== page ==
Be patiently urgent

By Allon Raiz

Urgency can be defined in two ways – one that implies something crucial, and another that implies determination. When it comes to entrepreneurship, we make use of urgency to drive purpose and delivery. In my experience, entrepreneurs have a paradoxical relationship with urgency – on one hand, we understand that it takes time to build a successful business and, on the other hand, we simply don’t have the patience to build a business, brick by brick.

Recently, I wanted to launch a new product and was eager to get it out to the market. I was excited to introduce this new idea to everyone. However, I was required to wait until all of the parts of the product were ready. While I understood that the project would take time, I still felt relatively impatient and wanted to speed up the process.

The dissonance between my vision and current reality creates the urgency while the previous experience of building my businesses reinforces my patience. In trying to reconcile the paradox between being patient and urgent, I have found it best to reconcile the two by being deliberate in my planning, and being deliberate in trying to create shortcuts.

Be deliberate with your planning
The more deliberate and thorough your planning, the more realistic you will become in understanding the time and patience that is required to build a business.

I highly recommend ‘systems thinking’ – which is a method of thinking that involves the complete understanding of a system and its components – in order to plan better. The more information that you have on hand to determine priorities, sequences and timelines, the more accurate and thorough your planning process and outcomes will be. It is also important to remember that planning itself takes time, which ironically forces you to be even more patient throughout the process which you often don’t feel you have time for. When you plan, you become far more realistic, and take note of the specific steps that you need to take to build your business. If I had taken the time to be more deliberate in plotting out and planning the timelines of my new product, I would have been more realistic about the process behind developing a new product.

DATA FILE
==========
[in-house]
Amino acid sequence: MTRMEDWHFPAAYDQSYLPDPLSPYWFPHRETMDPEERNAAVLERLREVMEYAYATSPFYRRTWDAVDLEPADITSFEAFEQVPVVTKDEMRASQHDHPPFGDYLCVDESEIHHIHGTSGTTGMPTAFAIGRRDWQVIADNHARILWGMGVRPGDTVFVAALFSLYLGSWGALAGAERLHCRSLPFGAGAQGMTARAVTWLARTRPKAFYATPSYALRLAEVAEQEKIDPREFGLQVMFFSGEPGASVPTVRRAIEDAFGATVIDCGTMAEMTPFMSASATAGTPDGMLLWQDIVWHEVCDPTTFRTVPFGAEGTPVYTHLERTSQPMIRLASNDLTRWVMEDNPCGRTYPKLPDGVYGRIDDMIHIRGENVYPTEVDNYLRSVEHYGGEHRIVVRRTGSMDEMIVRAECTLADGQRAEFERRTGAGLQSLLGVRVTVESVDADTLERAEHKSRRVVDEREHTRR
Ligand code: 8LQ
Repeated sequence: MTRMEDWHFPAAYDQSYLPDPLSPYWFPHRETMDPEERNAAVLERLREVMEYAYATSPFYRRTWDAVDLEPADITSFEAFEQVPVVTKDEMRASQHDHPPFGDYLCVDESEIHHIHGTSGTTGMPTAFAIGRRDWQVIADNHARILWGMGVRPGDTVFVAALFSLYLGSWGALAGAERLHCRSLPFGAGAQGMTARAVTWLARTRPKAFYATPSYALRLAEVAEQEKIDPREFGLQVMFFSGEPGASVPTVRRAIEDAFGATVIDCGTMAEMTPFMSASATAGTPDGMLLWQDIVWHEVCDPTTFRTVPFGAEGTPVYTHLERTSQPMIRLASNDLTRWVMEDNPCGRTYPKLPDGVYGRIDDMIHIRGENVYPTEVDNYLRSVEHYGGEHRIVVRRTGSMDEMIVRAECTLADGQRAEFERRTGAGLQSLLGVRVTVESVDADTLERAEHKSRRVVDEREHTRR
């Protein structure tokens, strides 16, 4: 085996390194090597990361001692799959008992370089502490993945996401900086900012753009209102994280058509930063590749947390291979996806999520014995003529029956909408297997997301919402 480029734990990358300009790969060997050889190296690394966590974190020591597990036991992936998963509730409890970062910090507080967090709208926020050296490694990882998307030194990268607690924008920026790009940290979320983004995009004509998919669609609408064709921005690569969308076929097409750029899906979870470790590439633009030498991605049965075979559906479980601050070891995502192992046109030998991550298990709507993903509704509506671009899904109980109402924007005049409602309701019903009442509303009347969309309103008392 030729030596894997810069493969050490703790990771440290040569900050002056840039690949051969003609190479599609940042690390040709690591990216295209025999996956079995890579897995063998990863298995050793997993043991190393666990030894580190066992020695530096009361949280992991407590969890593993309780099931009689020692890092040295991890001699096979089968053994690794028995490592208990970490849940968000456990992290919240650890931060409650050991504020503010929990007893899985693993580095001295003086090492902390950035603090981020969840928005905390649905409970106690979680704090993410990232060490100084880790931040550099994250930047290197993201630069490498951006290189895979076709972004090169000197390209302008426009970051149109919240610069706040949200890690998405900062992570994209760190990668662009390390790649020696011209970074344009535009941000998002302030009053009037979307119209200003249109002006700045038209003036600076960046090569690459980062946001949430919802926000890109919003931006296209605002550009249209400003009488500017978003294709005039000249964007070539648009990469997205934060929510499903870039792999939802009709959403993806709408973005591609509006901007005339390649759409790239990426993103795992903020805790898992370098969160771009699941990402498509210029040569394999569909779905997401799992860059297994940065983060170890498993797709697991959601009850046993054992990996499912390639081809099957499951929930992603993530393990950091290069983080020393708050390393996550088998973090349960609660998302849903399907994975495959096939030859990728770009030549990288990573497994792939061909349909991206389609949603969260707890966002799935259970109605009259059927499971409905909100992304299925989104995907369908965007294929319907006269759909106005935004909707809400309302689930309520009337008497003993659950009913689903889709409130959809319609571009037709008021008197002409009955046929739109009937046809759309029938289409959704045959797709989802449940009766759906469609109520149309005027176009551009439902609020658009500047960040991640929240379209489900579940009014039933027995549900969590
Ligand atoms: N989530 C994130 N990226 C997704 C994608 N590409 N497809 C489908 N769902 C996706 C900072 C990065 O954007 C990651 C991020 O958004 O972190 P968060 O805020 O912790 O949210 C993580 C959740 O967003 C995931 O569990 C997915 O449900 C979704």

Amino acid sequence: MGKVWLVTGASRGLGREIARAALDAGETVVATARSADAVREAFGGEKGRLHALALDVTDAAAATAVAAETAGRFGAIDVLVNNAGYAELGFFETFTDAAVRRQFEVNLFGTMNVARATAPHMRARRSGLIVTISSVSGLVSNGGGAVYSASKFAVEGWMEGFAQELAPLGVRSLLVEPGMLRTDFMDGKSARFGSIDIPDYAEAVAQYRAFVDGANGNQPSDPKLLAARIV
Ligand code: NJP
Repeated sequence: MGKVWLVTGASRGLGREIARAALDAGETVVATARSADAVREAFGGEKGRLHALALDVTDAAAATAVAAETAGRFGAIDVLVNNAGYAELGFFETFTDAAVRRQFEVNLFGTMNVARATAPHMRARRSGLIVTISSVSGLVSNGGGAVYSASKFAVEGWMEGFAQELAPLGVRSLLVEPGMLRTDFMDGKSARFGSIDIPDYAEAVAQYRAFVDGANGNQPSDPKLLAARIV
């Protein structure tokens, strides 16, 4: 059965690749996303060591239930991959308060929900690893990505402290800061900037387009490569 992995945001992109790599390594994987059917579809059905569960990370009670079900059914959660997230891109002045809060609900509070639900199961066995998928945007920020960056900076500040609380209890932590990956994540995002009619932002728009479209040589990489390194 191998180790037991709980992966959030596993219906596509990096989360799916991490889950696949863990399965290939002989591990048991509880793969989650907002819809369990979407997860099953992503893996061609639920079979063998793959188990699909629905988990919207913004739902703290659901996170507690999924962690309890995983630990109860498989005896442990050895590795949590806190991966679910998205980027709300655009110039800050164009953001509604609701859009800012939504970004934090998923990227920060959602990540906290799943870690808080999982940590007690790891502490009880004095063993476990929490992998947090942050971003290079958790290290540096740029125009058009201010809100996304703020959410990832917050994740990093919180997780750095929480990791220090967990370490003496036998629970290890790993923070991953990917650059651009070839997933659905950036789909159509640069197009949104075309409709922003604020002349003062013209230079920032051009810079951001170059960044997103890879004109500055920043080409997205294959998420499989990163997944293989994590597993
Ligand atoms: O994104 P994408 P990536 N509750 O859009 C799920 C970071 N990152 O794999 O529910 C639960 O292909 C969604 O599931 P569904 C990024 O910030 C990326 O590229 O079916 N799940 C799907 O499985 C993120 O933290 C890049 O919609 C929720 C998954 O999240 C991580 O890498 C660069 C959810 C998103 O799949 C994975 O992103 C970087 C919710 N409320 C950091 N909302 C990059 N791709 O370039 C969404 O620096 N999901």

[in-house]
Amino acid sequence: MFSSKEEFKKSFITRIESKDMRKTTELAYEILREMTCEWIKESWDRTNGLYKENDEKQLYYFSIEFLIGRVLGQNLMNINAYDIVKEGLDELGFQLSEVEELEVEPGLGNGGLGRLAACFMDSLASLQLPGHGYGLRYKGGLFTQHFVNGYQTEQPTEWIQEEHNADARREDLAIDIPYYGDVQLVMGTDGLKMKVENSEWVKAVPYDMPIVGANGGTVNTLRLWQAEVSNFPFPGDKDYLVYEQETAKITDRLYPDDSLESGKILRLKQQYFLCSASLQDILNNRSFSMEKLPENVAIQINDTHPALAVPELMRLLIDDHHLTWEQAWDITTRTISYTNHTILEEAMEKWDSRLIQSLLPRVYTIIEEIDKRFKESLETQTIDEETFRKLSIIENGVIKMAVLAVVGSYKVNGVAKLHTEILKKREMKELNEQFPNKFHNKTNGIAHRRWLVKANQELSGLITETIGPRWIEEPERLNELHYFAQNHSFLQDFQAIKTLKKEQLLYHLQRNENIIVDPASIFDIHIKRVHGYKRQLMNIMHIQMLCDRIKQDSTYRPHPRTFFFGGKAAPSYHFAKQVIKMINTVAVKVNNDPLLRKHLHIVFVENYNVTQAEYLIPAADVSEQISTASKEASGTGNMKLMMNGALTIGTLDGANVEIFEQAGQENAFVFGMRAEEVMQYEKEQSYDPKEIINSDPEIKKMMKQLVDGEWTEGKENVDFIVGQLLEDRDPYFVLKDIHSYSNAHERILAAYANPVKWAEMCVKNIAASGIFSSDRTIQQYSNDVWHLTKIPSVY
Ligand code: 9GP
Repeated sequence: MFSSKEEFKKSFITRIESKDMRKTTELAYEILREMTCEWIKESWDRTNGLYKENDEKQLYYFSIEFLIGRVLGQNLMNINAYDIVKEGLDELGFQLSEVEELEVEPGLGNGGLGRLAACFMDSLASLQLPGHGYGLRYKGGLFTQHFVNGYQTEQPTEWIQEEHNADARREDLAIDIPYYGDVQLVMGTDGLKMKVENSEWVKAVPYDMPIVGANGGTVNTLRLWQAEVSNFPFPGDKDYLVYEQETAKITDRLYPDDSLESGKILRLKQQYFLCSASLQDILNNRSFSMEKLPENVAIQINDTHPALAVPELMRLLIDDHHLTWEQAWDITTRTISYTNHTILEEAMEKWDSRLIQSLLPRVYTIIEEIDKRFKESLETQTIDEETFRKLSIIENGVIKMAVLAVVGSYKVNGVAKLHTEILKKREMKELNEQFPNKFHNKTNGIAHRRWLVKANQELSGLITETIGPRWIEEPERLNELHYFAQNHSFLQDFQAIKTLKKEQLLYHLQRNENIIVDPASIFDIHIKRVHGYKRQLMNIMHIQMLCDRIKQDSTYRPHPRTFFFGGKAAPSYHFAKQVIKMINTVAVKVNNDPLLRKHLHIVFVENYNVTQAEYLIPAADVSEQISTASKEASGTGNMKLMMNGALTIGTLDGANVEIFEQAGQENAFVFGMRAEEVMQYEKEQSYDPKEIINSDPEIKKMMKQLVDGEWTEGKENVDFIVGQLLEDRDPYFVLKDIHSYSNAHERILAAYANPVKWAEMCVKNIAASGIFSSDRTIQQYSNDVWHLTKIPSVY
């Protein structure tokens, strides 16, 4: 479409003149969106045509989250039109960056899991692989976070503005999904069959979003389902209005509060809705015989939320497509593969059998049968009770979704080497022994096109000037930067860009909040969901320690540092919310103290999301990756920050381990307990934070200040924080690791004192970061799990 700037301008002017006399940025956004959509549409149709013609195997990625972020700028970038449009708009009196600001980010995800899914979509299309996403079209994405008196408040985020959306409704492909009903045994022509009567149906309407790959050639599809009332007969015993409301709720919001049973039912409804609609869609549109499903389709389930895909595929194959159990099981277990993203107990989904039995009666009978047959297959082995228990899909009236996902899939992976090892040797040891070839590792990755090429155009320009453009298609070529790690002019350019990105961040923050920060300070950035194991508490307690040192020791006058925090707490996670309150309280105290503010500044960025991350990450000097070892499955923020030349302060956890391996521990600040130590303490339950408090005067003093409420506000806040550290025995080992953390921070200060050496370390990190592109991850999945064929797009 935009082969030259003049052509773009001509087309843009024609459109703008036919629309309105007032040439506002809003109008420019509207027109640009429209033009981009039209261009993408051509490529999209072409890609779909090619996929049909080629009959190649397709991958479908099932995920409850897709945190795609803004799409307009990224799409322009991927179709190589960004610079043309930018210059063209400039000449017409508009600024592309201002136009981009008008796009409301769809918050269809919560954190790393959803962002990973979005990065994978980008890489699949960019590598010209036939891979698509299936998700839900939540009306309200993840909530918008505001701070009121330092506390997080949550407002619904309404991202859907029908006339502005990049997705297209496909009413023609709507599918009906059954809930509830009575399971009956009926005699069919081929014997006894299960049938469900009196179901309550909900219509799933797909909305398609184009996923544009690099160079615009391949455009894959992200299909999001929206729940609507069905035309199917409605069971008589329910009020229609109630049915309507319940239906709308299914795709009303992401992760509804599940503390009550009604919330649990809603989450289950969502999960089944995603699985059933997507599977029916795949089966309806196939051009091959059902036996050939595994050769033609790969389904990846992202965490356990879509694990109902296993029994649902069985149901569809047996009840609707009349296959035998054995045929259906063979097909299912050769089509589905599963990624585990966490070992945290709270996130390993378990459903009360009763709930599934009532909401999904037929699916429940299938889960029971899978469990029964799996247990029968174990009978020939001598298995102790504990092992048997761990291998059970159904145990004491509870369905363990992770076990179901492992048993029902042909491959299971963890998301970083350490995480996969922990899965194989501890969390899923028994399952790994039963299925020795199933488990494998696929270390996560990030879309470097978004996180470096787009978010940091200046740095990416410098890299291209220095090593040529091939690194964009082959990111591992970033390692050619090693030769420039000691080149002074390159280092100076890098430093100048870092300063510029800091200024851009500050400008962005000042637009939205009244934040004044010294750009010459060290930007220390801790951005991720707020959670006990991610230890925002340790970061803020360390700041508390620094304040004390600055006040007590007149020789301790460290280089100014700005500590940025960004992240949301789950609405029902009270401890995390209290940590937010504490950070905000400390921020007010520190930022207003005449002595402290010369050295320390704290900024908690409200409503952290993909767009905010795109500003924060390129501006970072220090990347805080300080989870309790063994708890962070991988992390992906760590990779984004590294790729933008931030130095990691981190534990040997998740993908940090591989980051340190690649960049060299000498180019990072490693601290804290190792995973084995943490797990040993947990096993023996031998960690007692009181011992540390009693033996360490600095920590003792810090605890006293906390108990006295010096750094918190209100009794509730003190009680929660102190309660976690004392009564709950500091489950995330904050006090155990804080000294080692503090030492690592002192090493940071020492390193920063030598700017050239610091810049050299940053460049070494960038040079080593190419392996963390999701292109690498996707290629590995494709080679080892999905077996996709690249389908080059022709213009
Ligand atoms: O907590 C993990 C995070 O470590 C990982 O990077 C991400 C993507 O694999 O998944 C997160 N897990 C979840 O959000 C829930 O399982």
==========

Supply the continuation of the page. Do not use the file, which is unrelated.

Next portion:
It is also important to remember that no plan is foolproof; they are all susceptible to the frailties of reality. Contexts change, people change, desires change, resources change, and together these changes all create the need to build new pathways towards achieving a plan. Prepare for these changes by providing additional contingency time as standard practice in all of your planning.

Be deliberate in creating shortcuts
We normally assemble a plan and establish the pathway to creating an outcome that is based on our current perception of reality, and our current perception of the utility of the resources at hand. But, when we are focused obsessively on taking shortcuts, we look to see if there isn’t a better way, better resources, or a different utility of current resources that we can use to considerably shorten the path thus serving our need for urgency. Urgency is essentially served through the creation of shortcuts – such as new processes or resources that can be put into place to ensure quicker, more efficient ways of doing things. Looking back, if I had been deliberate about my planning, I would have been better equipped to create shortcuts when creating my new product, which would have helped in speeding up the delivery process.

Being obsessed and deliberate about being more efficient needs to be a cultural imperative in your business. As an entrepreneur, you need to drive the culture of a faster, better, more efficient routine in every type of meeting. There needs to be transference of your sense of urgency into the culture of your organisation as a lack of urgency can discourage growth.

When it comes to reconciling the paradox between being patient and urgent, it is important to always come to terms with the fact that the paradox is always going to be there. They are two masters you serve with the same approach, of being deliberate.